Havana residents live out a large part of their lives on the streets. It’s kind of a reality show out there all the time. Their exuberance animates the city and it translates their uncontrollable zest into a formula for coping with all sorts of difficulties. There is no end of opportunity on the street; you just have to go out and find it.
Cubans are utterly social beings, and Havana residents are no exception. Their delight in spending hours in the street and in other public places starts during childhood. You discover your favorite games and make your first friends there and the street scene provides you with a special kind of freedom. Long after those childish days are over, it’s not unusual to hear an adult say with pride: “Nobody can pull anything over on me. I’ve been on the street ever since I was a kid.” The street is the setting for conversations, for exchanging ideas that can turn into veritable disputes at the drop of a hat, but generally they end up giving way to some useful situations and solutions. Part of the reason is that any dyed-in-the-wool Havana resident always considers himself /herself to be an expert on any topic, capable of having an opinion and providing a philosophical point of view on everything from baseball to outer space and taking detours through politics and history.
The typical denizen of Havana will wake up in the morning, drink his first eye-opening cup of espresso coffee and immediately go out to look for somebody with whom he can comment on the news or merely the state of the weather. You won’t find him lounging around the house for long. The first business on the day’s agenda may be going to the agromercado (the local fruit and vegetable market), to work or to school. In the course of these activities, there is generally plenty of time to exchange ideas or comment on plans with anybody within earshot.
Boulevards are the ideal milieu for a Havana resident: they make them feel like they’re lords and masters of the ample surrounding space. In fact, Havana residents can generally be seen placidly (and exasperatingly) strolling in the middle of any street, singly or in groups, as if it was a promenade specifically designed for the purpose, oblivious of the havoc they are creating for the ﬂow of regular vehicular traffic. Humor plays a large part of street behavior. It is a way to maintain a human perspective on the everyday problems that keep cropping up. Life isn’t easy at the best of times, but with a sense of humor even the worst of situations can be managed, along with a generous dose of patience.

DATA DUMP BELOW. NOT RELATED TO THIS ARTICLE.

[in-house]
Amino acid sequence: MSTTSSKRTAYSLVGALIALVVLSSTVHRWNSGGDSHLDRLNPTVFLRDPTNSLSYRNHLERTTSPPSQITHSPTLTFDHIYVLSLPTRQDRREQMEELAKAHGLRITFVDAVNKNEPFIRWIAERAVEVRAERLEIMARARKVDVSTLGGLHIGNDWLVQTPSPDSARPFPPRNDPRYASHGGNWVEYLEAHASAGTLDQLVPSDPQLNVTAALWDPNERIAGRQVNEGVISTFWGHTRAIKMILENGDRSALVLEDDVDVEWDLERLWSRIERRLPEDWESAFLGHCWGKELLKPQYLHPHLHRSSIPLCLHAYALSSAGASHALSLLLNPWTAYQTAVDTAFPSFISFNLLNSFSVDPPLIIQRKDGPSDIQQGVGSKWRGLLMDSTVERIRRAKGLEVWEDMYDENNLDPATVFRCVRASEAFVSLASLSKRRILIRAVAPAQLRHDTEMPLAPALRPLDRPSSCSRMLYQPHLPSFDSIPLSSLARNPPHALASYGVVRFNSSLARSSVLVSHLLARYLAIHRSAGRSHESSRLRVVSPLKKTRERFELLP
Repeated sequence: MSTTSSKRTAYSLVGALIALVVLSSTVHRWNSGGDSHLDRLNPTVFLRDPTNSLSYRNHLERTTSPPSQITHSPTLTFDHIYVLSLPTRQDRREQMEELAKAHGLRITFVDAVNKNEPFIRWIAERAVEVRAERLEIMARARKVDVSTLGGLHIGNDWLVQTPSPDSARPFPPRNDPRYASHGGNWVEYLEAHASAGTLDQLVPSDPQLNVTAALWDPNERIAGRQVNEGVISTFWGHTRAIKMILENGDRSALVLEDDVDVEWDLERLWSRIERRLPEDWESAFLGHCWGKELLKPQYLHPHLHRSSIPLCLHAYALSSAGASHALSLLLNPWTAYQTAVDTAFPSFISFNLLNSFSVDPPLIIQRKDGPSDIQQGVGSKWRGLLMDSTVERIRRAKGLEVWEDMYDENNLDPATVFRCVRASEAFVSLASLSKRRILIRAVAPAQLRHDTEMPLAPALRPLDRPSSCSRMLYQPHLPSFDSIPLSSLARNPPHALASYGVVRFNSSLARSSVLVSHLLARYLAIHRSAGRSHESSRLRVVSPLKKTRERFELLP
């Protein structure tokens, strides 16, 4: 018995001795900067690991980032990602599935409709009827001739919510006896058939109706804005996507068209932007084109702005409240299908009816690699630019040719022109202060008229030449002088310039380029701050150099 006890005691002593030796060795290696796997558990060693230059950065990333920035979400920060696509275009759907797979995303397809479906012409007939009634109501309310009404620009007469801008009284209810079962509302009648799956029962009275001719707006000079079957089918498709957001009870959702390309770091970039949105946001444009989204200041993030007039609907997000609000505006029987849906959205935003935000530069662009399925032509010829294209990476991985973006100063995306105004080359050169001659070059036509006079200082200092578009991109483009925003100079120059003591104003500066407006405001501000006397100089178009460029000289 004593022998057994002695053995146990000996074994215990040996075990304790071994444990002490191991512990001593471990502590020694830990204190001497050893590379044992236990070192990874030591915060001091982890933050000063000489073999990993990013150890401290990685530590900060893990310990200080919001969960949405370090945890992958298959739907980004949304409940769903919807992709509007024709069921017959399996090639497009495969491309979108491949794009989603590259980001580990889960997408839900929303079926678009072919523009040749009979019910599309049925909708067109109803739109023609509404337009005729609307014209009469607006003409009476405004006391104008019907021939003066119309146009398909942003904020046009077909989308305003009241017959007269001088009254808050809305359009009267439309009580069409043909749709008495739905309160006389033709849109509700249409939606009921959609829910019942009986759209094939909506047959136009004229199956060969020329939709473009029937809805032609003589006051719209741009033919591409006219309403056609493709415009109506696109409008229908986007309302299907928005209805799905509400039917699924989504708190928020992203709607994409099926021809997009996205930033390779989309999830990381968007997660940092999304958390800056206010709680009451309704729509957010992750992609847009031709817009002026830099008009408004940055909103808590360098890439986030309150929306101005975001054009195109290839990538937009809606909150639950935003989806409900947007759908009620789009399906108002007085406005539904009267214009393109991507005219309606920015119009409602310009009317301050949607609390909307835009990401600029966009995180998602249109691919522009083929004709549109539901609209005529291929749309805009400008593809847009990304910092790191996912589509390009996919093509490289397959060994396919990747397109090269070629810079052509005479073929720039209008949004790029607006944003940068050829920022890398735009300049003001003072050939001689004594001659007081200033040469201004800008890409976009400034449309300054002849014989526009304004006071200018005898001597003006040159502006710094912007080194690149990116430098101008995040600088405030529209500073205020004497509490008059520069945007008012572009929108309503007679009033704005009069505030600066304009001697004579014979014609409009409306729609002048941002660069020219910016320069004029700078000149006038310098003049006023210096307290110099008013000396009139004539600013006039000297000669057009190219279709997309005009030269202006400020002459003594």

It is interesting to observe that the residents of the city have taken over Havana to such a degree that there is a regular consultation process taking place between the urban population and the Office of the Historian of the City. In its official Master Plan for rebuilding and restoring the Historical Center of Havana, citizens are actually involved in the day to day work and decision-making that affects them and their surroundings.
Summer is definitely the ideal season to watch that sea of people who have exited their homes and mass together in the squares and parks, along the ancient walls, and especially along the Malecón. Partially because of the intense heat, people seek a breath of fresh air, and they take this time to also air their hopes and dreams. Sometimes it becomes an opportunity to set up a domino game in the first available space they find and the atmosphere will be filled with the distinctive clacking of tiles and the jubilation of the players.
We shouldn’t overlook the fact that many Havana residents earn their livelihoods on the streets, selling those constantly needed household articles that often seem to vanish from the stores. Itinerant salesmen and women call out their wares often using some very creative chants to peddle everything from strings of onions to ﬂowers to air fresheners and brooms. Cubans always seem to be snacking and they take advantage of hundreds of curbside sellers of cold drinks, pizza, ice cream and sandwiches. You will never be hungry for long on Havana’s streets.
Lately, the urban landscape has become embellished with frequent artistic displays, all out in the open. Concert bands, living statues, theatrical groups, the stilt-walkers of Gigantería Habana and art shows provide a feast for the eyes and ears. A few days ago a friend commented she was seeing some Havana residents starting to get their hair done on the street in their desire to discover a new way of doing things.
No aspect of life gets ignored on the streets of Havana and it’s well worth it to get out there and not just be a spectator: join in!
Thanks to LaHabana.com for this article.